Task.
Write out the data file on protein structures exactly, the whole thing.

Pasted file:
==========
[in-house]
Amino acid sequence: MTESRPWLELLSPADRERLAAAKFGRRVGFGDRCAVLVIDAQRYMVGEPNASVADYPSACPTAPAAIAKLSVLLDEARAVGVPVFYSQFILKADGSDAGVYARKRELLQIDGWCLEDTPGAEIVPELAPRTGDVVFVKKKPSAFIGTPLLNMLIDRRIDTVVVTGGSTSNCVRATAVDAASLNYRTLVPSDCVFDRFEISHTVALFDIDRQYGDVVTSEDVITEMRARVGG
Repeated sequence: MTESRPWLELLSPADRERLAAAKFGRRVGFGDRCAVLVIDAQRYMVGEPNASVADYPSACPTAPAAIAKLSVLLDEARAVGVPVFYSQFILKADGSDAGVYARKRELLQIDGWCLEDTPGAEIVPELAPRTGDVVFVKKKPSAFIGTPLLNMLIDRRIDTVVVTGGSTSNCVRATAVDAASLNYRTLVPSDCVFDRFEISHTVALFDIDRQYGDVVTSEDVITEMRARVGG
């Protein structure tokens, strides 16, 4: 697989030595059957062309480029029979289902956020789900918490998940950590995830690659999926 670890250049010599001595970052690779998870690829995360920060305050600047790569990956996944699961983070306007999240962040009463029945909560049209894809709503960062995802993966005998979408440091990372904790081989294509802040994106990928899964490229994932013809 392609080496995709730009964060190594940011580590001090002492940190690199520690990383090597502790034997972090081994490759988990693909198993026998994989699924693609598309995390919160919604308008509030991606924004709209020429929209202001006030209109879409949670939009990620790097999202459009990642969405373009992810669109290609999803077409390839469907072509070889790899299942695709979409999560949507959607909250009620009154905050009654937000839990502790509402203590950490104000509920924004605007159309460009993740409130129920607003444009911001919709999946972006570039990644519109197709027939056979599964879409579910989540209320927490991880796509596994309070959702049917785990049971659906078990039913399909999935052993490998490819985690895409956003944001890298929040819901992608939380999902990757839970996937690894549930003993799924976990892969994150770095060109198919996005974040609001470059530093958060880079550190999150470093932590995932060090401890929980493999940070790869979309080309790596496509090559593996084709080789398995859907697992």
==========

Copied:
[in-house]
Amino acid sequence: MTESRPWLELLSPADRERLAAAKFGRRVGFGDRCAVLVIDAQRYMVGEPNASVADYPSACPTAPAAIAKLSVLLDEARAVGVPVFYSQFILKADGSDAGVYARKRELLQIDGWCLEDTPGAEIVPELAPRTGDVVFVKKKPSAFIGTPLLNMLIDRRIDTVVVTGGSTSNCVRATAVDAASLNYRTLVPSDCVFDRFEISHTVALFDIDRQYGDVVTSEDVITEMRARVGG
Repeated sequence: MTESRPWLELLSPADRERLAAAKFGRRVGFGDRCAVLVIDAQRYMVGEPNASVADYPSACPTAPAAIAKLSVLLDEARAVGVPVFYSQFILKADGSDAGVYARKRELLQIDGWCLEDTPGAEIVPELAPRTGDVVFVKKKPSAFIGTPLLNMLIDRRIDTVVVTGGSTSNCVRATAVDAASLNYRTLVPSDCVFDRFEISHTVALFDIDRQYGDVVTSEDVITEMRARVGG
């Protein structure tokens, strides 16, 4: 697989030595059957062309480029029979289902956020789900918490998940950590995830690659999926 670890250049010599001595970052690779998870690829995360920060305050600047790569990956996944699961983070306007999240962040009463029945909560049209894809709503960062995802993966005998979408440091990372904790081989294509802040994106990928899964490229994932013809 392609080496995709730009964060190594940011580590001090002492940190690199520690990383090597502790034997972090081994490759988990693909198993026998994989699924693609598309995390919160919604308008509030991606924004709209020429929209202001006030209109879409949670939009990620790097999202459009990642969405373009992810669109290609999803077409390839469907072509070889790899299942695709979409999560949507959607909250009620009154905050009654937000839990502790509402203590950490104000509920924004605007159309460009993740409130129920607003444009911001919709999946972006570039990644519109197709027939056979599964879409579910989540209320927490991880796509596994309070959702049917785990049971659906078990039913399909999935052993490998490819985690895409956003944001890298929040819901992608939380999902990757839970996937690894549930003993799924976990892969994150770095060109198919996005974040609001470059530093958060880079550190999150470093932590995932060090401890929980493999940070790869979309080309790596496509090559593996084709080789398995859907697992």